How Mark Zuckerberg wants the U.S. government to regulate Facebook

Kai Ryssdal, Bennett Purser, and Liz Sanchez Apr 1, 2019
HTML EMBED:
COPY
Facebook CEO Mark Zuckerberg wrote an opinion piece in the Washington Post, which details the procedures he would like the government to use as its regulation standard. David Ramos/Getty Images

How Mark Zuckerberg wants the U.S. government to regulate Facebook

Kai Ryssdal, Bennett Purser, and Liz Sanchez Apr 1, 2019
Facebook CEO Mark Zuckerberg wrote an opinion piece in the Washington Post, which details the procedures he would like the government to use as its regulation standard. David Ramos/Getty Images
HTML EMBED:
COPY

Between the data scandals to the spread of fake news, Facebook has seen better days. The social network’s recent mishaps with user data is why CEO Mark Zuckerberg wrote an opinion piece in the Washington Post, which details the policy procedures he would like the government to use as its regulation standard. To unravel some of these privacy policies, Marketplace host Kai Ryssdal called Mike Isaac of the New York Times. Isaac wrote an annotated analysis of Zuckerberg’s post, which included four main policy areas: harmful content, election integrity, privacy and data portability. The plan was “self-serving,” and might protect Facebook from, say, a tech breakup.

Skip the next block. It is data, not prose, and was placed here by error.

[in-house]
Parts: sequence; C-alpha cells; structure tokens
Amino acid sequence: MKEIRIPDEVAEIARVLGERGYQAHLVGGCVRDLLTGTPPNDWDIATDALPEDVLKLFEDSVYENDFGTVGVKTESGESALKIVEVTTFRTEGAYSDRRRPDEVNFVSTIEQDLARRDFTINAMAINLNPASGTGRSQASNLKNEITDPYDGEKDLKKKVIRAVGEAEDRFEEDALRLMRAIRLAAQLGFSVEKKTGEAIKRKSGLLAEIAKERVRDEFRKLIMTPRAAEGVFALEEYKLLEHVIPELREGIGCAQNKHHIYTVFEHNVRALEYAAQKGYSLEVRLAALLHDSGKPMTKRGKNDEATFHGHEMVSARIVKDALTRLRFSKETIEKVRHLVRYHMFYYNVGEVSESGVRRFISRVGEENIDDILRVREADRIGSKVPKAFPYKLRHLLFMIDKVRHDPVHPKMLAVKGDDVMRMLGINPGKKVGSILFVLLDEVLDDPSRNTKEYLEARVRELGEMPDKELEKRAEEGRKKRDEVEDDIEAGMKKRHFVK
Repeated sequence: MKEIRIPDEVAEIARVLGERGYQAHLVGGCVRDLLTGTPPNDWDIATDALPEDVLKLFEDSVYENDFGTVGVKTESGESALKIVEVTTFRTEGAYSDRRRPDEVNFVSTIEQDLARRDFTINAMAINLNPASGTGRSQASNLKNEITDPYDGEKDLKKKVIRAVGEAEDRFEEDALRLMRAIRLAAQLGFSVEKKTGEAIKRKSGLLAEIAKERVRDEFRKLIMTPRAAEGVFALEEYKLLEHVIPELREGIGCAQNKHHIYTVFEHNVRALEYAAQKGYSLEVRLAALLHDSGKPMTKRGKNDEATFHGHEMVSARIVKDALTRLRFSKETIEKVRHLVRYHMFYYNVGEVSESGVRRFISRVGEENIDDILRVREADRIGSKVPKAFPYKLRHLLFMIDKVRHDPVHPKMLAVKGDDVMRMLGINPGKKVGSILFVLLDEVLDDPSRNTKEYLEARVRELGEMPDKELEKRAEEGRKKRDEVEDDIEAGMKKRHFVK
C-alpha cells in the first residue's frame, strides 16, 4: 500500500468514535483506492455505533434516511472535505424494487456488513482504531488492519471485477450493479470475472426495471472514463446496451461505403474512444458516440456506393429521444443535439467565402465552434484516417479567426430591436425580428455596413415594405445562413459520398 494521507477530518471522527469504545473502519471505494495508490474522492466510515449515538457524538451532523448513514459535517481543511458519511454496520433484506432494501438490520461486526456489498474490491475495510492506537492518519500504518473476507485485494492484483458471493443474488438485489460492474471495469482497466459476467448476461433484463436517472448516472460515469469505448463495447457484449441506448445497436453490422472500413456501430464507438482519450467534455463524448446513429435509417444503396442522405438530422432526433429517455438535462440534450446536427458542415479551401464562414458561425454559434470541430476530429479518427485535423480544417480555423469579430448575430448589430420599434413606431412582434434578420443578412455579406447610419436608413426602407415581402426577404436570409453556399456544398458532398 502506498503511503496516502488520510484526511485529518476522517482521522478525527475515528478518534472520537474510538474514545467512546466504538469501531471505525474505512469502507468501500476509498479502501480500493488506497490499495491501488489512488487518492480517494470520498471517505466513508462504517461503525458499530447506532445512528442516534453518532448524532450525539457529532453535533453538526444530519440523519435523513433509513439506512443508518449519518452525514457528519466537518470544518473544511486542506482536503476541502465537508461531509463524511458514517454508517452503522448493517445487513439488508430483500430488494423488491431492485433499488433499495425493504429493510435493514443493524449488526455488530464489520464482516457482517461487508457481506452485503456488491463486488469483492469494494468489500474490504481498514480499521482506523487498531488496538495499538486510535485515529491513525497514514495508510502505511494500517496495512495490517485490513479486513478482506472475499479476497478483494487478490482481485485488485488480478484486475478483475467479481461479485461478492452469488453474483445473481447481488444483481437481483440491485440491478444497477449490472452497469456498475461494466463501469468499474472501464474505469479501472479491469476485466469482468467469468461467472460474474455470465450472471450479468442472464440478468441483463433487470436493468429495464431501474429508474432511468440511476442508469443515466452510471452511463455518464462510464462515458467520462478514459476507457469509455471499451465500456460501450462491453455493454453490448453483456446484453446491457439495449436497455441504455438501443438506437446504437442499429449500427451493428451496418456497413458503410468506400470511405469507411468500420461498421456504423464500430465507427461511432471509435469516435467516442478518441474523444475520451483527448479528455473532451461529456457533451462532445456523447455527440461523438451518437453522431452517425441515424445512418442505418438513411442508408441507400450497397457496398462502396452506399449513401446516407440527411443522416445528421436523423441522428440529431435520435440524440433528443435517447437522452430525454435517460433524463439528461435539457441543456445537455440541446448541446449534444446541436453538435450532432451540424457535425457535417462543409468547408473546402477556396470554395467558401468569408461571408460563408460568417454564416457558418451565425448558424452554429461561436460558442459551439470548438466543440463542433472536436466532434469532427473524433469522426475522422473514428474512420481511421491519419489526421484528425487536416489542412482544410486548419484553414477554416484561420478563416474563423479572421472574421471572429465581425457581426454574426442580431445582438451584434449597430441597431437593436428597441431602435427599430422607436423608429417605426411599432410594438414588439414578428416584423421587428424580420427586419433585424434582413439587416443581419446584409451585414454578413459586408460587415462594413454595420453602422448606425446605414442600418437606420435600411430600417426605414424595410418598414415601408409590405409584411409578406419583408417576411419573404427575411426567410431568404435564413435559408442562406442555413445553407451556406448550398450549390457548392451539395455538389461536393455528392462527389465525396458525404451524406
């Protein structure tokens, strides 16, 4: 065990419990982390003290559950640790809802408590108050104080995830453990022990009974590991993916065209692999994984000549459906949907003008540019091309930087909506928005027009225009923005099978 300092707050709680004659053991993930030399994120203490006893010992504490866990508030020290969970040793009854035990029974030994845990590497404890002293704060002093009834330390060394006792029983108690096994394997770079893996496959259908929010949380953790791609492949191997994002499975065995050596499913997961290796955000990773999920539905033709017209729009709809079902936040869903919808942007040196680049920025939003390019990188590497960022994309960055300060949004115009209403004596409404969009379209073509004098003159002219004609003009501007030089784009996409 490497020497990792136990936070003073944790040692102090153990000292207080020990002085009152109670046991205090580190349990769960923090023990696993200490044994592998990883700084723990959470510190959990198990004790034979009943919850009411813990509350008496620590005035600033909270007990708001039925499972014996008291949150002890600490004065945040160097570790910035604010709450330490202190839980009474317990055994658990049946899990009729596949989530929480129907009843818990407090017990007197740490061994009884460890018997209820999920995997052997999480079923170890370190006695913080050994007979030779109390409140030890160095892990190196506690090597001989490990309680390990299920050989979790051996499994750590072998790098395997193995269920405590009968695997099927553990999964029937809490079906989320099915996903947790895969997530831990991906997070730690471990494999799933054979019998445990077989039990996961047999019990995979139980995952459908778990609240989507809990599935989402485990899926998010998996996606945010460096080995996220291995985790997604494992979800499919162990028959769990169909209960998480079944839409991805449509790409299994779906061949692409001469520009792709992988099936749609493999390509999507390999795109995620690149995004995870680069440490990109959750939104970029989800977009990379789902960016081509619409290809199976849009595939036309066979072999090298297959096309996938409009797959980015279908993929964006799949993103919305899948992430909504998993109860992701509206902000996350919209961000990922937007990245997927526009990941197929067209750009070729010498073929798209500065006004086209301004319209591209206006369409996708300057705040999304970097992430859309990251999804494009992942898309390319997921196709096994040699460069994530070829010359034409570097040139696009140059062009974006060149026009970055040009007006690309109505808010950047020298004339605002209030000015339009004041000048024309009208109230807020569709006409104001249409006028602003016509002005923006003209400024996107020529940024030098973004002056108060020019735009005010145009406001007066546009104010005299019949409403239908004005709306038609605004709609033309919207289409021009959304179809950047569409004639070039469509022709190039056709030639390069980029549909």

“So I think the biggest worry for Facebook right now is this looming suspicion that regulators might look back on the past 10 years and be, like, ‘Wow, you know Facebook has acquired Instagram, they acquired WhatsApp, they have basically what might be called a monopoly on social networking,’ ” Isaac said. “So will they be able to look back at this and maybe retroactively even breakup the companies?”

Click the audio player above to hear the interview.

We’re here to help you navigate this changed world and economy.

Our mission at Marketplace is to raise the economic intelligence of the country. It’s a tough task, but it’s never been more important.

In the past year, we’ve seen record unemployment, stimulus bills, and reddit users influencing the stock market. Marketplace helps you understand it all, will fact-based, approachable, and unbiased reporting.

Generous support from listeners and readers is what powers our nonprofit news—and your donation today will help provide this essential service. For just $5/month, you can sustain independent journalism that keeps you and thousands of others informed.